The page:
Managing the DCS upgrade

The right process can take out the guesswork and lead to a successful migration.

02/13/2014


The goal in most DCS migrations today is incremental improvement in the system. Courtesy: OptimationAs distributed control system manufacturers evolved and their products and solutions became less attractive due to their proprietary nature, cost, and most importantly, lack of support and availability, customers began to look for viable replacement strategies. Many “hybrid” DCS platforms and advanced process controllers began to market replacement programs for legacy, monolithic DCS systems in manageable and cost-effective slices.

Today one can choose to replace only the I/O, or only the processors or only the HMI, or combinations of the aforementioned, without full-scale demolition and fabrication of a new system. This may reduce the actual installation timeline and costs of each phase of a DCS upgrade.

Proper planning, definition of project team roles, and testing are vital to take the headache out of a DCS migration project. 

Make it more manageable

I/O migrations can be accomplished by providing an upgrade to the I/O structure and devices which would leverage the current I/O termination points, eliminating the need to disturb or rewire the existing field connections. Several manufacturers offer I/O and terminations that are simply a “bolt-on” upgrade and provide backplane or native communications to the original processors. Little or no software changes are needed, and the field wiring and installation requirements are minimal.

Because I/O modules and devices are typically still available from the OEM, and unless there is a shortage or the OEM no longer exists, this upgrade is not critical.

Although replacing the processing units usually is done at the same time as I/O migration, it’s not absolutely necessary. Some manufacturers offer processor upgrades that will still continue to communicate to the original I/O structures, even if those structures are from another manufacturer.

Software services are required for this upgrade, which can vary from automatic control program upgrades (usually requires some manual verification and tweaking) to complete rewrites of the control programs. An experienced systems integrator can determine the proper approach.

A processor upgrade may require an HMI upgrade, as the processor may now have a different communications protocol and naming structure for the tags or control blocks being used at the HMI.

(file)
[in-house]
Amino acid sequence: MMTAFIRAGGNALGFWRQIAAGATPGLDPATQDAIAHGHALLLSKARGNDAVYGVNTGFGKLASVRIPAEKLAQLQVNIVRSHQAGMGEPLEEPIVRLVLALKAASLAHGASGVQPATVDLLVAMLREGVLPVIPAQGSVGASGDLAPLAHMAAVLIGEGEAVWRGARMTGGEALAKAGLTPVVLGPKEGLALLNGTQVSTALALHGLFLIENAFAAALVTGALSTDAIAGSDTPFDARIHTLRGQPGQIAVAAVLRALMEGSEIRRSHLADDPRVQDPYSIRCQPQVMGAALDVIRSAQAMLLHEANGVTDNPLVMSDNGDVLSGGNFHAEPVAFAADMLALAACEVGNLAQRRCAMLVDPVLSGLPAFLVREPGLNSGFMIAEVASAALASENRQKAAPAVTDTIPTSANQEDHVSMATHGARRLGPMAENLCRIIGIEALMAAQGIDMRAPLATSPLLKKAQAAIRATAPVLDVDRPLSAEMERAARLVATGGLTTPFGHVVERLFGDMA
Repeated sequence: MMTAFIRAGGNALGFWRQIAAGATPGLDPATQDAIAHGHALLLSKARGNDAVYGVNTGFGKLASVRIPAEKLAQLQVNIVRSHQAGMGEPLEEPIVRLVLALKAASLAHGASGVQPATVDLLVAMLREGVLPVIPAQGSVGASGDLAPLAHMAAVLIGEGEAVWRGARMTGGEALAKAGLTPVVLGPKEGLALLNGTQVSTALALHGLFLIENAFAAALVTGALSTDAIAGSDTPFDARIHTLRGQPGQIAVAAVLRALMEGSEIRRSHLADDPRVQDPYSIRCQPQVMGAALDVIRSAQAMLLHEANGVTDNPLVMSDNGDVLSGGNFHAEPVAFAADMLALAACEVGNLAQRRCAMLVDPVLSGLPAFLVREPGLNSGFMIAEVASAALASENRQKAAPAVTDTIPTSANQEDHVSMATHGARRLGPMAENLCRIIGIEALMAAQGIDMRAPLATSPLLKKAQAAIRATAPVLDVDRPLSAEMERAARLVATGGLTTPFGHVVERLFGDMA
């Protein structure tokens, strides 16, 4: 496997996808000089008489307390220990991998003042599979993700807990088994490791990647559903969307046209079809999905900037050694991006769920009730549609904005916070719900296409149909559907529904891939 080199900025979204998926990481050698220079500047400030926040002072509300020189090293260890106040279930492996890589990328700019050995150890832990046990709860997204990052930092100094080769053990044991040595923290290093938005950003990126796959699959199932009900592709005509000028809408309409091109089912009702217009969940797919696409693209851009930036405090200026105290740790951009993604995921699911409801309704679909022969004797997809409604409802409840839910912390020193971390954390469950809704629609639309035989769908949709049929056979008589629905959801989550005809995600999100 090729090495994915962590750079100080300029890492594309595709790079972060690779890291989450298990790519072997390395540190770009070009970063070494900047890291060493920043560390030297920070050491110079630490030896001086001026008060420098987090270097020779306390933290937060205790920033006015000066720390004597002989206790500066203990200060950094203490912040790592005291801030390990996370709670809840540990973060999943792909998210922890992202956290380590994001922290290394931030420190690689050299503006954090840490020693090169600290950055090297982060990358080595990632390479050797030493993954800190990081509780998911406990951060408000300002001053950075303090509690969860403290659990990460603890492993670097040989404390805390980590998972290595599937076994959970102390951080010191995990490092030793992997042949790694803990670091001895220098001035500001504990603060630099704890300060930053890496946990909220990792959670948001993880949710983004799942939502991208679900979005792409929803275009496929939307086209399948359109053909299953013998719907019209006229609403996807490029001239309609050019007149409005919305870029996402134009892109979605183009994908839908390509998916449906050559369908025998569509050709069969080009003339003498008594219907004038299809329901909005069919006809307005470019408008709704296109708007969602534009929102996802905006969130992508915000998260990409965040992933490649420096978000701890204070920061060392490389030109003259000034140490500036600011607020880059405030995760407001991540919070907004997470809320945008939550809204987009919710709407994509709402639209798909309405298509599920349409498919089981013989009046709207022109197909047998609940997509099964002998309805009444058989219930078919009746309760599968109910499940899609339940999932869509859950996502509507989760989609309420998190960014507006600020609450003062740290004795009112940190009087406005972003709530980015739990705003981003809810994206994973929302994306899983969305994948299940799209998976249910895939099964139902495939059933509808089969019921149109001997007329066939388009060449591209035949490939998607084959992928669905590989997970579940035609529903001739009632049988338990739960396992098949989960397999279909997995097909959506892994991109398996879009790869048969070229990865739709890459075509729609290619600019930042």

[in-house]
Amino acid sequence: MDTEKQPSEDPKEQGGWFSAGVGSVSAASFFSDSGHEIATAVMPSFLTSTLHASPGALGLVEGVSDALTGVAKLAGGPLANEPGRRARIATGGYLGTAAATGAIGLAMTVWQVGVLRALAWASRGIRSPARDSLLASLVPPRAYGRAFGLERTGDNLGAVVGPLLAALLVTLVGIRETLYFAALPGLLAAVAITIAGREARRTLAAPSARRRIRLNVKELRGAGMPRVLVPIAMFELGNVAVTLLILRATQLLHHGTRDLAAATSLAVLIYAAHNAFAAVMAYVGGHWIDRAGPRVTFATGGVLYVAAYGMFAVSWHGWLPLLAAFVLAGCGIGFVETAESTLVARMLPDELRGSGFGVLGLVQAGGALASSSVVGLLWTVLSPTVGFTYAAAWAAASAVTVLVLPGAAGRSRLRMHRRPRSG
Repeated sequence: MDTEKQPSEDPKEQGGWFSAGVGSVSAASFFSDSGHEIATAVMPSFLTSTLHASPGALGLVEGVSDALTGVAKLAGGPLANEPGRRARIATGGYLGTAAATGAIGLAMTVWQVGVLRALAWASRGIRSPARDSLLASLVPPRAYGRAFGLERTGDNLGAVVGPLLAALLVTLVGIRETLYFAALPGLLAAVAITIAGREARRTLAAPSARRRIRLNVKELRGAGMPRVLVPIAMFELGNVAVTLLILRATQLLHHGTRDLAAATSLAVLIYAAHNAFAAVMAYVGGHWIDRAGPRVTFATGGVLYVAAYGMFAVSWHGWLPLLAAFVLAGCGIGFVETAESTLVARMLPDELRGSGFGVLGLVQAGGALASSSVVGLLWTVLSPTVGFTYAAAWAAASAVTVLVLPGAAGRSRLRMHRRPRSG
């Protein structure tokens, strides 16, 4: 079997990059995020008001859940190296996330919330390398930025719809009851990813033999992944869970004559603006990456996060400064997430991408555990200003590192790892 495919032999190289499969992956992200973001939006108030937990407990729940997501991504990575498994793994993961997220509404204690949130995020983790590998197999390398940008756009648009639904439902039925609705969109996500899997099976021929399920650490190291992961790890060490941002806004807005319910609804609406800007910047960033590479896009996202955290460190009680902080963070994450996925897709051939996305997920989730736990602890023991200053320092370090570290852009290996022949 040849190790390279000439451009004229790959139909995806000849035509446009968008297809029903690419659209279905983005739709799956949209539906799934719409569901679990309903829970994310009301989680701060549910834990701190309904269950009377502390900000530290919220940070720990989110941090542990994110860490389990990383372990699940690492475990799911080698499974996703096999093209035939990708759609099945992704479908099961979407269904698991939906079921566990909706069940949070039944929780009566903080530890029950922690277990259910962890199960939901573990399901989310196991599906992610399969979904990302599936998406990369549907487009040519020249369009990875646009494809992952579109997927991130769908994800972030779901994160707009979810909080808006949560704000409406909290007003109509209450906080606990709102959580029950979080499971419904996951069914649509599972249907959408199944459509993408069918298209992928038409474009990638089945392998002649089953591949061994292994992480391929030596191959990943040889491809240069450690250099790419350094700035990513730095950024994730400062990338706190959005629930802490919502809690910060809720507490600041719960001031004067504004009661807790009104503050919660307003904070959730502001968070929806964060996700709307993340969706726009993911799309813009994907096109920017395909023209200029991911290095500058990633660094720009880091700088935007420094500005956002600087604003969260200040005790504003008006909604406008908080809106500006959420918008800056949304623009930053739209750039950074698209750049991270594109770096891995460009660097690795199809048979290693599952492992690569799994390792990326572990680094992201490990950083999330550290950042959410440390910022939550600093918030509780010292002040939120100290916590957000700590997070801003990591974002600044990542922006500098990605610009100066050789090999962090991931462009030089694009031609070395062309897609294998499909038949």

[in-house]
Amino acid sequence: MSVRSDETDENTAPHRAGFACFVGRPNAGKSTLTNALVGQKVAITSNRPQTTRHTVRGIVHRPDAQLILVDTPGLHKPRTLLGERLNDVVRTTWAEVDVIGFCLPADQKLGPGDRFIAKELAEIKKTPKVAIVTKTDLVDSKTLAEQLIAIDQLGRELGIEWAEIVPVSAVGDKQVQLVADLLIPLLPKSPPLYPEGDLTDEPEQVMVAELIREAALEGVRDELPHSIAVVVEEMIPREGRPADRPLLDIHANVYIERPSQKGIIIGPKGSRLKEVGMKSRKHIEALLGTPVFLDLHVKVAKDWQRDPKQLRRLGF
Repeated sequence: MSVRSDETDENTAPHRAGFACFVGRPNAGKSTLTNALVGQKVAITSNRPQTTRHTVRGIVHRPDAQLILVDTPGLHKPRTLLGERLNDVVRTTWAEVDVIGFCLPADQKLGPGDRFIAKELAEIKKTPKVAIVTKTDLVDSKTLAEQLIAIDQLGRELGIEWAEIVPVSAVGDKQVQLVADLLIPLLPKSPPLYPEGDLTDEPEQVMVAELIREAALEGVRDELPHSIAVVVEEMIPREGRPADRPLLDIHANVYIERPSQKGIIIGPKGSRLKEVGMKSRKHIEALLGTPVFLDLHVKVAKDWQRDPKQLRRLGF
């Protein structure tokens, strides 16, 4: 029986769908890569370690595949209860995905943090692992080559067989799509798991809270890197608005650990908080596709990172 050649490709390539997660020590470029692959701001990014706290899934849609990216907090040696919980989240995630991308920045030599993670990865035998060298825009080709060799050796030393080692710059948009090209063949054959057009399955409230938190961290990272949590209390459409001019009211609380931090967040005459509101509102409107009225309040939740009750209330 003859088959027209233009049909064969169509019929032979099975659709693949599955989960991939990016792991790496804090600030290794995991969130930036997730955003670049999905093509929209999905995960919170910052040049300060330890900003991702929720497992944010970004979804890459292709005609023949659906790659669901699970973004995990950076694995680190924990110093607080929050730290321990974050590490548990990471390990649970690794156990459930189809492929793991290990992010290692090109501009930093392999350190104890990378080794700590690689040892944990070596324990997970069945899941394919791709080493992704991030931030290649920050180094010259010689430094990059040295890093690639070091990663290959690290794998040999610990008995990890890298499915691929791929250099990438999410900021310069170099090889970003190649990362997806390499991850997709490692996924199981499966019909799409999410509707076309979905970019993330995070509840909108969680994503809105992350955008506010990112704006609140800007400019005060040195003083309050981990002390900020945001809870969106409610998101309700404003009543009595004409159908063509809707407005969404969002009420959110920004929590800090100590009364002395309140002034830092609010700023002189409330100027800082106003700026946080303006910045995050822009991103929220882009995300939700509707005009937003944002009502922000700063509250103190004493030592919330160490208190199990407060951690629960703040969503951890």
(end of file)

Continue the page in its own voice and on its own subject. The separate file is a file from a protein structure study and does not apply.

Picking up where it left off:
Typical DCS communications are proprietary and serial (such as Modbus), but usually do not cover any recent (past 20 years) protocols like Fieldbus or various Ethernet protocols.

Most plants today are looking for fractional improvements to current systems. From a controls perspective, the DCS does a great job in handling various control loops and other control schemes, but original DCS tools make advanced data mining and manufacturing intelligence unavailable or difficult to obtain and analyze.

The tools best suited for these tasks run on open architectures (like Windows) and require robust connectivity to the SCADA/HMI, I/O services, or databases.

Additional considerations

Most typical DCS installations contain additional controllers, consisting of a variety of PLCs and single loop devices, which currently possess limited or no connectivity to the DCS. This produces an HMI environment that may be blind to some portion of the plant and may require additional HMI products to view those data types.

Some DCS manufacturers no longer exist, or their product line has been discontinued for many years. In these cases, customers have relied on third-party electrical repair houses, surplus and reclaimed electronic stores, or even eBay for replacement parts. Software upgrades are virtually nonexistent and may not be a required purchase, but support of those products is spotty at best.

Most DCS legacy HMI screens are visualized as 2-dimensional vector-based graphics. In today’s world of high definition, realistic animation, and video games, these old HMI systems truly show their age and antiquated level of technology. Although most operators of these systems have grown accustomed to their generally flat colorless interface, far more information can be displayed through new high-definition graphics, increasing operator comprehension without producing information overload. 


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